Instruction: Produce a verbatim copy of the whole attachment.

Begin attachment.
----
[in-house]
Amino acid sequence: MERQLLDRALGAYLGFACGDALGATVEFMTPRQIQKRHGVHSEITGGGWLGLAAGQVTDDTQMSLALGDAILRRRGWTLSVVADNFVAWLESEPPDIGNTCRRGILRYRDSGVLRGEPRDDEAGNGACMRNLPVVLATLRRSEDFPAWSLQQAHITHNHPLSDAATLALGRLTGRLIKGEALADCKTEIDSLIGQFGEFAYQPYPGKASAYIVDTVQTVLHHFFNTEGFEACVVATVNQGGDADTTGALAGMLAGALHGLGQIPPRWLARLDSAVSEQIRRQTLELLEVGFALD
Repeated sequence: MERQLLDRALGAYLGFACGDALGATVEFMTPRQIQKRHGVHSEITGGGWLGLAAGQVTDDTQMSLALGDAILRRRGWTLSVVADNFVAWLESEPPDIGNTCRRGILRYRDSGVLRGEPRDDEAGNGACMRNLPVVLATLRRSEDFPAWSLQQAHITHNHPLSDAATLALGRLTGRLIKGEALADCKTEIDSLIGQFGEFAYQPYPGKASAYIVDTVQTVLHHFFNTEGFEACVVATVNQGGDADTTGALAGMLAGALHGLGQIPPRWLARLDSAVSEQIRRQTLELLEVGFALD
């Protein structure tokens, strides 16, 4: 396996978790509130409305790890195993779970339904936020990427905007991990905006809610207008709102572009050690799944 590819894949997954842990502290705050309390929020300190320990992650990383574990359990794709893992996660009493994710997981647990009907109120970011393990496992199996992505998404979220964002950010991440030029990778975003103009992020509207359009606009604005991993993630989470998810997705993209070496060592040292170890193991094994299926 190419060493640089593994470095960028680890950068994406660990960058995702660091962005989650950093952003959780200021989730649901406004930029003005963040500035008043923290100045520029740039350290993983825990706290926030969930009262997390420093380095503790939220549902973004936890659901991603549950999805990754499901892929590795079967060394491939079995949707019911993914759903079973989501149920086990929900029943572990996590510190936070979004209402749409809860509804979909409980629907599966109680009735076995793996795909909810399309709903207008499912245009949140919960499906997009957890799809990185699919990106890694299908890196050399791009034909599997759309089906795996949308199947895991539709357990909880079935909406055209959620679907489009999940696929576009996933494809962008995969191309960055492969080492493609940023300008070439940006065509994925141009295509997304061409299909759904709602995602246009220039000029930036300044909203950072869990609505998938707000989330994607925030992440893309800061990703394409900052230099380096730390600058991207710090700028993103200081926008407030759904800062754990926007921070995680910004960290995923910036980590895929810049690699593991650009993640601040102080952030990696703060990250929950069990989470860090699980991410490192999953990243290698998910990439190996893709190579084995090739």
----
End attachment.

[in-house]
Amino acid sequence: MERQLLDRALGAYLGFACGDALGATVEFMTPRQIQKRHGVHSEITGGGWLGLAAGQVTDDTQMSLALGDAILRRRGWTLSVVADNFVAWLESEPPDIGNTCRRGILRYRDSGVLRGEPRDDEAGNGACMRNLPVVLATLRRSEDFPAWSLQQAHITHNHPLSDAATLALGRLTGRLIKGEALADCKTEIDSLIGQFGEFAYQPYPGKASAYIVDTVQTVLHHFFNTEGFEACVVATVNQGGDADTTGALAGMLAGALHGLGQIPPRWLARLDSAVSEQIRRQTLELLEVGFALD
Repeated sequence: MERQLLDRALGAYLGFACGDALGATVEFMTPRQIQKRHGVHSEITGGGWLGLAAGQVTDDTQMSLALGDAILRRRGWTLSVVADNFVAWLESEPPDIGNTCRRGILRYRDSGVLRGEPRDDEAGNGACMRNLPVVLATLRRSEDFPAWSLQQAHITHNHPLSDAATLALGRLTGRLIKGEALADCKTEIDSLIGQFGEFAYQPYPGKASAYIVDTVQTVLHHFFNTEGFEACVVATVNQGGDADTTGALAGMLAGALHGLGQIPPRWLARLDSAVSEQIRRQTLELLEVGFALD
């Protein structure tokens, strides 16, 4: 396996978790509130409305790890195993779970339904936020990427905007991990905006809610207008709102572009050690799944 590819894949997954842990502290705050309390929020300190320990992650990383574990359990794709893992996660009493994710997981647990009907109120970011393990496992199996992505998404979220964002950010991440030029990778975003103009992020509207359009606009604005991993993630989470998810997705993209070496060592040292170890193991094994299926 190419060493640089593994470095960028680890950068994406660990960058995702660091962005989650950093952003959780200021989730649901406004930029003005963040500035008043923290100045520029740039350290993983825990706290926030969930009262997390420093380095503790939220549902973004936890659901991603549950999805990754499901892929590795079967060394491939079995949707019911993914759903079973989501149920086990929900029943572990996590510190936070979004209402749409809860509804979909409980629907599966109680009735076995793996795909909810399309709903207008499912245009949140919960499906997009957890799809990185699919990106890694299908890196050399791009034909599997759309089906795996949308199947895991539709357990909880079935909406055209959620679907489009999940696929576009996933494809962008995969191309960055492969080492493609940023300008070439940006065509994925141009295509997304061409299909759904709602995602246009220039000029930036300044909203950072869990609505998938707000989330994607925030992440893309800061990703394409900052230099380096730390600058991207710090700028993103200081926008407030759904800062754990926007921070995680910004960290995923910036980590895929810049690699593991650009993640601040102080952030990696703060990250929950069990989470860090699980991410490192999953990243290698998910990439190996893709190579084995090739």